View Full Version : audio dropouts

06-01-2004, 09:19 AM
I've had a recurring problem with clips losing part or all of their audio in a project.
This is my first experience with non-linear editing and I'm trying to be careful about how I and where I store my projects so that files don't get scrambled all over the place.
I defrag and reset user configs. at least once every day.
I'm not overloading my D drive either. It's got plenty of room to spare.
Anybody have thoughts about this?

Michael Hamilton

Jim Capillo
06-01-2004, 09:34 AM
What format are your clips?

06-01-2004, 09:39 AM
DV Video Type 2
Uncompresed PCM audio


Paul Lara
06-01-2004, 10:13 PM
Michael, try this:

-make sure your Windows Explorer (file manager) can see system and hidden files and folders. In the folder where these video files reside, you'll find a 'NewTek Info' folder within each folder. Delete this folder.

Now, launch VT[3], and load one of those clips into the editor.
There will be a 'wait' message while it builds the audio waveform data. Don't scrub or manipulate this file until the 'wait' has gone and is replaced by a waveform image.

Does that clear it up?

06-02-2004, 07:20 AM
To all,
Thanks for your help.

The tech at the company we bought our system from (RVI) came in and ran chkdsk then re-installed VT3.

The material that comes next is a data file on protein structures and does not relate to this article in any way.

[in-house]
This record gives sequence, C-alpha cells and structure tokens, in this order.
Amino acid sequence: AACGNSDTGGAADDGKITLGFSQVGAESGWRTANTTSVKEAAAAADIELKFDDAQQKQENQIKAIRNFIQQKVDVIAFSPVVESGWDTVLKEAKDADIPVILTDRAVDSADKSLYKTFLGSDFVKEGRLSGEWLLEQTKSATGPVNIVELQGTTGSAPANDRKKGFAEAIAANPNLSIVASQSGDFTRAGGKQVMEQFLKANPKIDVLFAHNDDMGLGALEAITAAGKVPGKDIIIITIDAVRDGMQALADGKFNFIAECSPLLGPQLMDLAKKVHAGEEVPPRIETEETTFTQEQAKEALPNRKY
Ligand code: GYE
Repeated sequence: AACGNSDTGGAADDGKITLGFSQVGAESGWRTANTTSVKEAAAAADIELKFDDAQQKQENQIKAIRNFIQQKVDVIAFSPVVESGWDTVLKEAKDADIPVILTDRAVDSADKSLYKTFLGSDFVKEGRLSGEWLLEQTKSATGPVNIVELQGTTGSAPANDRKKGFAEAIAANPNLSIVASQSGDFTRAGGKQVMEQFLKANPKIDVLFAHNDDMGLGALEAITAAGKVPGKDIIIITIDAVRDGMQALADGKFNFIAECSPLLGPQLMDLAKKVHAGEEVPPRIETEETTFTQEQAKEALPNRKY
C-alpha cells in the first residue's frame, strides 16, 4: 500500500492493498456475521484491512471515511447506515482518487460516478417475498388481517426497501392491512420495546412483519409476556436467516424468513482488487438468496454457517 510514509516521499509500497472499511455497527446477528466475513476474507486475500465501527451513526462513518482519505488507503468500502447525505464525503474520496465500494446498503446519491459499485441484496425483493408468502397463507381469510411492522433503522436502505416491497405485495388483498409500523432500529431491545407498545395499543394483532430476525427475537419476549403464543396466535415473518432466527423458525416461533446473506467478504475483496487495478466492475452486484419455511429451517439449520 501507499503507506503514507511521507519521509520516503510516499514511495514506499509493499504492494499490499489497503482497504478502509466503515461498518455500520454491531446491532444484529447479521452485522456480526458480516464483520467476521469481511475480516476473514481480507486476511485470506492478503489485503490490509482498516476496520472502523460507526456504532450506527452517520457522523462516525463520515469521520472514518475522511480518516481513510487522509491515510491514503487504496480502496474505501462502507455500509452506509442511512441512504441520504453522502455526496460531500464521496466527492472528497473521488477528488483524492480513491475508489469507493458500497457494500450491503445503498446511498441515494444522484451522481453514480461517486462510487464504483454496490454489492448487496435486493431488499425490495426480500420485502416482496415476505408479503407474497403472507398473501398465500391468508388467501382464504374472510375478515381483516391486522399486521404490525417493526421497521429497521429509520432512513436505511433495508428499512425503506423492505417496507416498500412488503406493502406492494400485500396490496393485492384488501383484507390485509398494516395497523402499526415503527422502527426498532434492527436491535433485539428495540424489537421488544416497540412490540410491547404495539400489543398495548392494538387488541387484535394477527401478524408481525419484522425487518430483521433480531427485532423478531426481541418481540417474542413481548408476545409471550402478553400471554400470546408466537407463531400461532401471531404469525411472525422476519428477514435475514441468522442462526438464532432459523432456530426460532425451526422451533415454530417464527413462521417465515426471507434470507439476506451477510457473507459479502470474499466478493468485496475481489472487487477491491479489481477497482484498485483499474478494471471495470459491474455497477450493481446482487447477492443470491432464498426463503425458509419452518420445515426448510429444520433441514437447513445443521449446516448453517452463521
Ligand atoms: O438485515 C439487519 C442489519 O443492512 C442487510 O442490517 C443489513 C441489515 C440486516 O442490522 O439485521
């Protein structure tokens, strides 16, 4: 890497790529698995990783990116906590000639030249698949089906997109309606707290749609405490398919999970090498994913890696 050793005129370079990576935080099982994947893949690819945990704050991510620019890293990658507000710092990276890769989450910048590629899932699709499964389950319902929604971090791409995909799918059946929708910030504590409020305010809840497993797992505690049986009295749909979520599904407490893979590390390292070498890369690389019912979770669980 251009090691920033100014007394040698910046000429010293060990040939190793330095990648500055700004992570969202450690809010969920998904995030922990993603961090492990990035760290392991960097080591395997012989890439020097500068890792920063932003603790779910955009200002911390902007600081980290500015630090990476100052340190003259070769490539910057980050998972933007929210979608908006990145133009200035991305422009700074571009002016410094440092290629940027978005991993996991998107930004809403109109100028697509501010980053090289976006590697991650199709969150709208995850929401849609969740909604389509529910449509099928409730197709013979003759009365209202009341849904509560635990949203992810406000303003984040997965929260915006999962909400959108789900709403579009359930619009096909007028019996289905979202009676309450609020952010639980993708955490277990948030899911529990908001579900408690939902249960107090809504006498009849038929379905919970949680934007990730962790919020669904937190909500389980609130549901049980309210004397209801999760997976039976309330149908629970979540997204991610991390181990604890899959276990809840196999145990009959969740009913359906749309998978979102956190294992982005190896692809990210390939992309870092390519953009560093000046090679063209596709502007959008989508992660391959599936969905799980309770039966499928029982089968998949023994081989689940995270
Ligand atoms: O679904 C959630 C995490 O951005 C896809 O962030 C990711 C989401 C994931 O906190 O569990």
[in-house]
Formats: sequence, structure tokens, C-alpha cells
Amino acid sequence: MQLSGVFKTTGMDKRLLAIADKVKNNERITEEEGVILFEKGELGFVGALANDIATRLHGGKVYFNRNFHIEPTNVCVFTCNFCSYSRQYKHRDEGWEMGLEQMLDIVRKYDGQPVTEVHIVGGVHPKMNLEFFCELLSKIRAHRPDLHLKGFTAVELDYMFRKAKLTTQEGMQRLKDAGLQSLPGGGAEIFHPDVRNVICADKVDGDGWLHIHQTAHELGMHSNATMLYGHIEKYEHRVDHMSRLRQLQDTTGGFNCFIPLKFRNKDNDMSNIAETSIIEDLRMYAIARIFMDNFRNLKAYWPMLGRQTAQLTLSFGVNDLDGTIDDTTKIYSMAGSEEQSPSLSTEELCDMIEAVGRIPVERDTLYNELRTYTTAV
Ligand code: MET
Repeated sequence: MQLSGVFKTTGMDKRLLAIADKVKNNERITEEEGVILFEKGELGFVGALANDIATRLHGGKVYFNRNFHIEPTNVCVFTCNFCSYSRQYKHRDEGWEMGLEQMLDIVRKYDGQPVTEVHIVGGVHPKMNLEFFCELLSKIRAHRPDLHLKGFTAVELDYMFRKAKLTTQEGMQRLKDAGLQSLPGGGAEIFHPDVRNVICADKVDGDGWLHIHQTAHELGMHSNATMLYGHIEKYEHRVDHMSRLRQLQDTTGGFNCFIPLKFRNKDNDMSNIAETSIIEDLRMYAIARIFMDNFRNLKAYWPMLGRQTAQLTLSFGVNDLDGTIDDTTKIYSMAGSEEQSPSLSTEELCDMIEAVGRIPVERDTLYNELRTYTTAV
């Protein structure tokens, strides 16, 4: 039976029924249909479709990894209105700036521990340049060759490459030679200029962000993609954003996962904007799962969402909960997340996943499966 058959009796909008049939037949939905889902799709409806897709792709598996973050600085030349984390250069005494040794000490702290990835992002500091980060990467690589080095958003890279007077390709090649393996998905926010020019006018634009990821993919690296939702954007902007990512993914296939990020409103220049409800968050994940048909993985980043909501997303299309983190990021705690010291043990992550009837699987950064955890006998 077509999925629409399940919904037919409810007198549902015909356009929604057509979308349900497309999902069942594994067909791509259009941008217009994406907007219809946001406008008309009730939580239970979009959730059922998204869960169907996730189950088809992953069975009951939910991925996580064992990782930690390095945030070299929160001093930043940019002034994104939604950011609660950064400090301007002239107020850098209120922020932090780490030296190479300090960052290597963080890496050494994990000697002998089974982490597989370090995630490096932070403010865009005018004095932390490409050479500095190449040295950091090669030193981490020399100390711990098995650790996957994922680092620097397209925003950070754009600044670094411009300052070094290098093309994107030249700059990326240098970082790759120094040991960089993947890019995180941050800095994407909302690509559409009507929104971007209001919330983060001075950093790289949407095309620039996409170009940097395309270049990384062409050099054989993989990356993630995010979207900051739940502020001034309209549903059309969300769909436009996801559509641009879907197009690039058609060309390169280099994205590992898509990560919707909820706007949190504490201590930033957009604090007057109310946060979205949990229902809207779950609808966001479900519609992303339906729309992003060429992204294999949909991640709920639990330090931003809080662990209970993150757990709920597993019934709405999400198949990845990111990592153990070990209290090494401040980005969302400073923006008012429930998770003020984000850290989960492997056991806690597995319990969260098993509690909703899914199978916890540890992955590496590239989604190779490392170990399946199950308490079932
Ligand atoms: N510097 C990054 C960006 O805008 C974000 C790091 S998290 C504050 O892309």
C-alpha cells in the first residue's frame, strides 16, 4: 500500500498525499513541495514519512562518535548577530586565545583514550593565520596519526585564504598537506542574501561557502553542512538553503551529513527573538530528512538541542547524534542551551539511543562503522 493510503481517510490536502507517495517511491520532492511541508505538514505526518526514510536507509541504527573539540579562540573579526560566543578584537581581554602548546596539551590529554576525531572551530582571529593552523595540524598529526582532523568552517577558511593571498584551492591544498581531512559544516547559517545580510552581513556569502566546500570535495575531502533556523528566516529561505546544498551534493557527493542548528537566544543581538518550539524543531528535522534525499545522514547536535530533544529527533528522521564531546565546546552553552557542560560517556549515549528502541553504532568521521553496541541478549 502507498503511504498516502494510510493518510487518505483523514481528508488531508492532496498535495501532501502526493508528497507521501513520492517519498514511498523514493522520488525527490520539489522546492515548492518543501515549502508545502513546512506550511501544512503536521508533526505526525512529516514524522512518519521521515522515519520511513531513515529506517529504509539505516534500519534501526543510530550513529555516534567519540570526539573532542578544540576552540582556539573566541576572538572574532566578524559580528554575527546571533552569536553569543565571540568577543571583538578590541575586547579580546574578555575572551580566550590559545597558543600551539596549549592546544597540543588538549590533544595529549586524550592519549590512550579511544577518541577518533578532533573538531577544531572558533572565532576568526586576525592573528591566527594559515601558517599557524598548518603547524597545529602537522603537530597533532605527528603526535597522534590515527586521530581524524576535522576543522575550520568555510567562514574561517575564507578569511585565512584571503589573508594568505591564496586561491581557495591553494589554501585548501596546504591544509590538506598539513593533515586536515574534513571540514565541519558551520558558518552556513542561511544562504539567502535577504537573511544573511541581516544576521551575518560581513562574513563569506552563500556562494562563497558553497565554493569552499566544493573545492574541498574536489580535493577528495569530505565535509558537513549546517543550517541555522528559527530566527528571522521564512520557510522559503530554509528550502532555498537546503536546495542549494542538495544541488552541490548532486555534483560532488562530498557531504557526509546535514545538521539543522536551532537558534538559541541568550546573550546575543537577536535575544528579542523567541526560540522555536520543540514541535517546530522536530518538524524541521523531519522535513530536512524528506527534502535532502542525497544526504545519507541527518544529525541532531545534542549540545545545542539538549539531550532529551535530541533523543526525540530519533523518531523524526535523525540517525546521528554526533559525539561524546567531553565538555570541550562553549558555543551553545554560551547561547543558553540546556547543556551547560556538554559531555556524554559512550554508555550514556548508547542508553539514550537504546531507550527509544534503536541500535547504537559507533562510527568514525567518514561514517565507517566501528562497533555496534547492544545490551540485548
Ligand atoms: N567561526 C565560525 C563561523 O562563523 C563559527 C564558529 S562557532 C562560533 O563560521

We will see how it goes today.
Anyway, Paul thanks for the input and if needed I will try your solution.


06-02-2004, 07:25 AM
I have been interupting the "wait" message because sometimes it seems to take so long that it appears that there is a lockup someplace, so I highlight and delete while "wait" is on.


06-02-2004, 08:17 AM
Well, guess what. I just found out what it was.

Yesturday, I trashed the project before the tech came but saved one clip with missing audio as a sample to show to him.
I re-created the project with the sample clip still on the timeline.

This morning, When I opened the new project I got the "wait" sign and did what it wanted me to do which was (Duh!) wait.
My project came up with all of its audio and to my amazement, the sample clip with missing audio came up intact with all of its audio!

Moral of the story: Wait when it says "Wait".


Paul Lara
06-02-2004, 11:18 AM

VT[3] real-time editing can spoil you so you don't want to wait, but there are times when it's well-advised. :p